Treasury Stock

What Is a Treasury Stock? – Definition Treasury stock is the corporation’s own capital stock, either common or preferred, that has been issued and subsequently reacquired by the firm, but not canceled. Explanation Such stock, held in the corporate treasury, loses its right to vote, receive dividends, or receive assets upon liquidation. In computing EPS, … Read more

Accounting Methods for Treasury Stock

Accounting practice for treasury stock encompasses two general approaches: The cost method Par value method It is important to note that precise rules do not exist for either method. The following discussions focus on the most straightforward types of transactions; further, the equity accounts used are consistent with the simplified concept. That is, the general … Read more

Cost Method of Treasury Stock

Definition The cost method is based on the assumption that the acquisition of treasury stock is essentially a temporary reduction in stockholders’ equity that will be reversed when the shares are reissued. It is widely used because of its simplicity. Explanation At the time of acquisition of the shares, the Treasury Stock account is debited … Read more

Par Value Method of Treasury Stock

The par value method is based on the assumption that the acquisition of treasury stock is essentially a permanent reduction in stockholders’ equity. The entries used in the method are thus structured as if the shares have been retired. At the time of acquisition, the Treasury Stock account is debited for the par value of … Read more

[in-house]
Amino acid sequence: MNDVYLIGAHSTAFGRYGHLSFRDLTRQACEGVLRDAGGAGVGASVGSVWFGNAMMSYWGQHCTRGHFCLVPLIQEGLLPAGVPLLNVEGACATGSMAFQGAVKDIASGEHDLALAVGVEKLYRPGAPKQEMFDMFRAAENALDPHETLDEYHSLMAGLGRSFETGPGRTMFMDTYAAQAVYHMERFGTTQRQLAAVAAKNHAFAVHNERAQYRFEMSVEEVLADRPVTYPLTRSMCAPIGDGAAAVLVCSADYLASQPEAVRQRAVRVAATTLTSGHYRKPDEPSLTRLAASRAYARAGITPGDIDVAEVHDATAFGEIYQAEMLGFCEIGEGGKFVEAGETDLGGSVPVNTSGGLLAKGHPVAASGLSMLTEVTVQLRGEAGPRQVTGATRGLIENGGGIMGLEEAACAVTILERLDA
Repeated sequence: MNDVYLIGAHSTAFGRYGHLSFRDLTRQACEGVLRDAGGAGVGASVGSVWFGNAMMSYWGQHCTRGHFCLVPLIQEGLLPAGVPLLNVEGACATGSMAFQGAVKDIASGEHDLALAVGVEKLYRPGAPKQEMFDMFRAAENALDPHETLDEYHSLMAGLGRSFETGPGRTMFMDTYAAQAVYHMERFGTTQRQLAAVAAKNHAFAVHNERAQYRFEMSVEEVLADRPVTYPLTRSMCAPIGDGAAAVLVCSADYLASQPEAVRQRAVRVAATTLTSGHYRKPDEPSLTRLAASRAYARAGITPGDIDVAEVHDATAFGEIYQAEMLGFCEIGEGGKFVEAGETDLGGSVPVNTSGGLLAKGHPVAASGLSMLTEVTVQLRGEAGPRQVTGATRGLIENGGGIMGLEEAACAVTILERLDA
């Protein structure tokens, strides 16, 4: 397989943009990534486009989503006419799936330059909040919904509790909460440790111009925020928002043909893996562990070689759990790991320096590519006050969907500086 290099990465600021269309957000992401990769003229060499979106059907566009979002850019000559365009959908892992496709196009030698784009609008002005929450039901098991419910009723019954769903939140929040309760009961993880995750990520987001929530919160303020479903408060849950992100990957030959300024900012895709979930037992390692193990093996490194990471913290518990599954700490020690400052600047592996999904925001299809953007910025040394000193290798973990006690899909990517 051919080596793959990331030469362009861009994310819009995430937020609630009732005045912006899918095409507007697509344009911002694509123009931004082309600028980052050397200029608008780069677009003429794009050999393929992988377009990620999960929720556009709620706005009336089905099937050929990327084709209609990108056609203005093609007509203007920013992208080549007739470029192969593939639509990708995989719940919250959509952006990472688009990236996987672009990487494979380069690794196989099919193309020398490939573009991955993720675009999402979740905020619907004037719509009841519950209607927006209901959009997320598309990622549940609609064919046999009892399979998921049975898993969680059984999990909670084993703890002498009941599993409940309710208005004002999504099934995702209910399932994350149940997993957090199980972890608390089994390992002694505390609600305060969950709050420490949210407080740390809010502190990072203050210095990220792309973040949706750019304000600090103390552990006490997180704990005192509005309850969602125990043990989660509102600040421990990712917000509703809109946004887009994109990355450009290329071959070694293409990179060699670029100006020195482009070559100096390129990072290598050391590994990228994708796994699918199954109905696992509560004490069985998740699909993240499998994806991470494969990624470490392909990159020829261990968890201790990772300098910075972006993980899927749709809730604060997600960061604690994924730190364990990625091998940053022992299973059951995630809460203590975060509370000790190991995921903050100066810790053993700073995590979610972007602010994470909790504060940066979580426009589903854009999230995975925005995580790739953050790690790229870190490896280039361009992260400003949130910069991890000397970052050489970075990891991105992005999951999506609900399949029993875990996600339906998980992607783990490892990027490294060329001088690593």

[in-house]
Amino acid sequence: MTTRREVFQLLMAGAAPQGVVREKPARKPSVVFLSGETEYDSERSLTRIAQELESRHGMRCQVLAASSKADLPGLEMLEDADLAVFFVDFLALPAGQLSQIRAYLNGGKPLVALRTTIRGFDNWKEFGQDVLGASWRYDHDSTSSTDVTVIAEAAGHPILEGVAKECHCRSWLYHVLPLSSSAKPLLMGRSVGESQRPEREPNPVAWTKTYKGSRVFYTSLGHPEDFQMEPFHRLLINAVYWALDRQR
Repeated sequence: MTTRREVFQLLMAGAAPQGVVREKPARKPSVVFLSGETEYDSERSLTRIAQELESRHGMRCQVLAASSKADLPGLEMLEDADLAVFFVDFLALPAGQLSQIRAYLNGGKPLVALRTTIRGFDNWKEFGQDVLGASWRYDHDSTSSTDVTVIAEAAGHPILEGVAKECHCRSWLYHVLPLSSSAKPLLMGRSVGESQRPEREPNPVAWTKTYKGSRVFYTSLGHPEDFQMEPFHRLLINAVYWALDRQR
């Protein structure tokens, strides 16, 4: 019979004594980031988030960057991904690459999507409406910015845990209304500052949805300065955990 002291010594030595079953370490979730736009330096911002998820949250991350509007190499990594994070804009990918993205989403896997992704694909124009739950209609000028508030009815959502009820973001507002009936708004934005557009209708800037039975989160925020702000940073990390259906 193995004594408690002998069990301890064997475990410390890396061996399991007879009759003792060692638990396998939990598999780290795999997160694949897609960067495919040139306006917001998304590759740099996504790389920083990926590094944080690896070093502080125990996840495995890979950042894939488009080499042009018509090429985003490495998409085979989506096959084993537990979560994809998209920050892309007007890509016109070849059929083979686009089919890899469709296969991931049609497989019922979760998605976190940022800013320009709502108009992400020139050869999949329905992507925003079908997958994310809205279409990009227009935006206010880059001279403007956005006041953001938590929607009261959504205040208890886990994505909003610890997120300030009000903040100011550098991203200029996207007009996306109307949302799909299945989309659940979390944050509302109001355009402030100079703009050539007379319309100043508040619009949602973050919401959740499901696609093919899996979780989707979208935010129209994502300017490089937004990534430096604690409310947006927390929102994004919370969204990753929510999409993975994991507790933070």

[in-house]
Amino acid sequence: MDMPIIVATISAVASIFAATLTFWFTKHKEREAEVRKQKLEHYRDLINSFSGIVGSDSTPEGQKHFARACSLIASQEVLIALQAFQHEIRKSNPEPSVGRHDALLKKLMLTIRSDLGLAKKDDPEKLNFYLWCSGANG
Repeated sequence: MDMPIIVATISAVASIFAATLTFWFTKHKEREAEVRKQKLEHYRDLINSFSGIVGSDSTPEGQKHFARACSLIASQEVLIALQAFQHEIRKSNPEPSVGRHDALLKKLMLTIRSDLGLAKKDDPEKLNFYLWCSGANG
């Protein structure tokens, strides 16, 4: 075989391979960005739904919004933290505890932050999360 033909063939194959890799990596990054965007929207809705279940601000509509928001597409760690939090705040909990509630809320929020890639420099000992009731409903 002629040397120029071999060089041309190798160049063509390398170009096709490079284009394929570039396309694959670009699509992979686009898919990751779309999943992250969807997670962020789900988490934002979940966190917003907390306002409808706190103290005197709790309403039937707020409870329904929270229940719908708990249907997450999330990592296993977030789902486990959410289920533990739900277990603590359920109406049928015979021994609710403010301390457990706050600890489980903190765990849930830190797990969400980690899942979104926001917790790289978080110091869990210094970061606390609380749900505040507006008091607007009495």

Retirement of Treasury Stock

Occasionally, a corporation may repurchase its stock with the intention of retiring it rather than holding it in the treasury. Essentially, a corporation retires its stock for some of the same reasons that it purchases treasury stock. Like treasury stock transactions, income or loss for the current period is not affected, nor can retained earnings … Read more

Convertible Preferred Stock

Conversion In some situations, stock of one class may be changed to stock of another class. The primary events producing this result are conversions and recapitalizations. Convertible preferred stock can be exchanged for shares of common stock at the request of the holder. Conversion can be forced, however, if the stock is also callable. Convertible … Read more


What are Warrants? Corporations occasionally issue a special kind of equity security known as a warrant. The holder of a warrant has the right to purchase a specified number of shares of stock at a stated price before an expiration date. Warrants, which are also known as stock rights and stock options, are often marketable … Read more

Equity Compensation

As a method of obtaining agreement between the personal goals of employees and the goals of the stockholders, many corporations provide their key employees with part of their compensation either in the form of equity securities or based upon the value of the firm’s stock. Compensation can be provided through shares of stock, warrants, and … Read more

Stock Appreciation Rights (SAR)

Rather than offering shares or warrants to employees, many companies grant stock appreciation rights (SAR). Under these arrangements, employees do not have to buy shares but are rewarded just as if they owned them. For example, an executive might be entitled to receive a cash payment after four years amounting to the increase in the … Read more


The overall objective of accounting is to provide information to investors and creditors to help them assess the likelihood, amounts, and timing of cash flows to be received from the firm. Accountants maintain that this objective is most likely to be met if the financial statements are presented in accordance with GAAP. However, if it … Read more